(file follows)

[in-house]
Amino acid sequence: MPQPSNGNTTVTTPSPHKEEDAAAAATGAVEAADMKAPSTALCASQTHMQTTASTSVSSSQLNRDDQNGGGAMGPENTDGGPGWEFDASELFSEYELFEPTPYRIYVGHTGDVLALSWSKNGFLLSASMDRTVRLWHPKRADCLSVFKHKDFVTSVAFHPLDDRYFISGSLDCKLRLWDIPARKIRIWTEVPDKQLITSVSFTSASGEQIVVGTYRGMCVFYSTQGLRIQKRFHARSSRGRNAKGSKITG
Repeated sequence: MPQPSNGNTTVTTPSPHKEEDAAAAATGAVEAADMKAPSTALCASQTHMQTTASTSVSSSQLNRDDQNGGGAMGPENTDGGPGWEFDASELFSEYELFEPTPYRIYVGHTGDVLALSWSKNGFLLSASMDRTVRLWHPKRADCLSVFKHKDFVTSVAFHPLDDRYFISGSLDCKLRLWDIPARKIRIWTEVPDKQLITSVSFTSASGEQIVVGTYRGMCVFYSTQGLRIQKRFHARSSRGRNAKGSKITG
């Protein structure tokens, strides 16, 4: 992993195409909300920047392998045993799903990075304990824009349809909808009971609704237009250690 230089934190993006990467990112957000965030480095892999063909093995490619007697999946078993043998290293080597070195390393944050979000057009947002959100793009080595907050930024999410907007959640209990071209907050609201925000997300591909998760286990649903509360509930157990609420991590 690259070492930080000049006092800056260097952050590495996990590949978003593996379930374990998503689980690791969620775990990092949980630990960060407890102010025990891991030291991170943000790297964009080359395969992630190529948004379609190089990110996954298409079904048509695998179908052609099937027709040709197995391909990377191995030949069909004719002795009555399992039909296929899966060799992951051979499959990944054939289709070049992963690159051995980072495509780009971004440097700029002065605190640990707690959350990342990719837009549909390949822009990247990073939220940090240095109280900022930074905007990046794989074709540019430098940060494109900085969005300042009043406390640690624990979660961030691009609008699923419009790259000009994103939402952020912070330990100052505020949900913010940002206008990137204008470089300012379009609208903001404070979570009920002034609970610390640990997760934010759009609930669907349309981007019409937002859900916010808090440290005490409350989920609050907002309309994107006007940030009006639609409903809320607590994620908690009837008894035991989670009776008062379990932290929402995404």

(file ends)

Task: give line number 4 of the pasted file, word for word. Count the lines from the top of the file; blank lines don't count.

């Protein structure tokens, strides 16, 4: 992993195409909300920047392998045993799903990075304990824009349809909808009971609704237009250690 230089934190993006990467990112957000965030480095892999063909093995490619007697999946078993043998290293080597070195390393944050979000057009947002959100793009080595907050930024999410907007959640209990071209907050609201925000997300591909998760286990649903509360509930157990609420991590 690259070492930080000049006092800056260097952050590495996990590949978003593996379930374990998503689980690791969620775990990092949980630990960060407890102010025990891991030291991170943000790297964009080359395969992630190529948004379609190089990110996954298409079904048509695998179908052609099937027709040709197995391909990377191995030949069909004719002795009555399992039909296929899966060799992951051979499959990944054939289709070049992963690159051995980072495509780009971004440097700029002065605190640990707690959350990342990719837009549909390949822009990247990073939220940090240095109280900022930074905007990046794989074709540019430098940060494109900085969005300042009043406390640690624990979660961030691009609008699923419009790259000009994103939402952020912070330990100052505020949900913010940002206008990137204008470089300012379009609208903001404070979570009920002034609970610390640990997760934010759009609930669907349309981007019409937002859900916010808090440290005490409350989920609050907002309309994107006007940030009006639609409903809320607590994620908690009837008894035991989670009776008062379990932290929402995404």